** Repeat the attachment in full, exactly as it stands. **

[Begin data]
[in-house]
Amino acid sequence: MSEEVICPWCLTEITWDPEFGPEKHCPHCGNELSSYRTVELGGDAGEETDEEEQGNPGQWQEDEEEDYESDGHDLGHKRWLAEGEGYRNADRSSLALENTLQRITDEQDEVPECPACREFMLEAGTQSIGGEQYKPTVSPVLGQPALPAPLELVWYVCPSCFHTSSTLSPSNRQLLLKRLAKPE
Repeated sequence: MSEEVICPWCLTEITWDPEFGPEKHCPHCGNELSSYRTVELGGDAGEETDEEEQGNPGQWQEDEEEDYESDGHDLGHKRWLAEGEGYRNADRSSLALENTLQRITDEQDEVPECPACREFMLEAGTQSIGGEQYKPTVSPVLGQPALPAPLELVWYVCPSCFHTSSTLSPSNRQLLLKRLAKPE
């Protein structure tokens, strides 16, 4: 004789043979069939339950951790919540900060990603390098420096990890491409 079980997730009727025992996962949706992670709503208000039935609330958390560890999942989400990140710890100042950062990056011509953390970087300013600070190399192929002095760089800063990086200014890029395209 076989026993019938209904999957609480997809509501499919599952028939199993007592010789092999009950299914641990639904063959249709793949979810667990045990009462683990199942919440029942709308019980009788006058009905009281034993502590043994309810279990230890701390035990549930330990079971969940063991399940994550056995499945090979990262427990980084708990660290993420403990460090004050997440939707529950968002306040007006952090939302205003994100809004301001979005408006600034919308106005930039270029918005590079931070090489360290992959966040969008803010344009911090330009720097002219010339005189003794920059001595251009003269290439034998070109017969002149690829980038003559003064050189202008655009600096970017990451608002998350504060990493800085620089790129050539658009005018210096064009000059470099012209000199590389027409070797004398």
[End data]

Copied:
[in-house]
Amino acid sequence: MSEEVICPWCLTEITWDPEFGPEKHCPHCGNELSSYRTVELGGDAGEETDEEEQGNPGQWQEDEEEDYESDGHDLGHKRWLAEGEGYRNADRSSLALENTLQRITDEQDEVPECPACREFMLEAGTQSIGGEQYKPTVSPVLGQPALPAPLELVWYVCPSCFHTSSTLSPSNRQLLLKRLAKPE
Repeated sequence: MSEEVICPWCLTEITWDPEFGPEKHCPHCGNELSSYRTVELGGDAGEETDEEEQGNPGQWQEDEEEDYESDGHDLGHKRWLAEGEGYRNADRSSLALENTLQRITDEQDEVPECPACREFMLEAGTQSIGGEQYKPTVSPVLGQPALPAPLELVWYVCPSCFHTSSTLSPSNRQLLLKRLAKPE
């Protein structure tokens, strides 16, 4: 004789043979069939339950951790919540900060990603390098420096990890491409 079980997730009727025992996962949706992670709503208000039935609330958390560890999942989400990140710890100042950062990056011509953390970087300013600070190399192929002095760089800063990086200014890029395209 076989026993019938209904999957609480997809509501499919599952028939199993007592010789092999009950299914641990639904063959249709793949979810667990045990009462683990199942919440029942709308019980009788006058009905009281034993502590043994309810279990230890701390035990549930330990079971969940063991399940994550056995499945090979990262427990980084708990660290993420403990460090004050997440939707529950968002306040007006952090939302205003994100809004301001979005408006600034919308106005930039270029918005590079931070090489360290992959966040969008803010344009911090330009720097002219010339005189003794920059001595251009003269290439034998070109017969002149690829980038003559003064050189202008655009600096970017990451608002998350504060990493800085620089790129050539658009005018210096064009000059470099012209000199590389027409070797004398």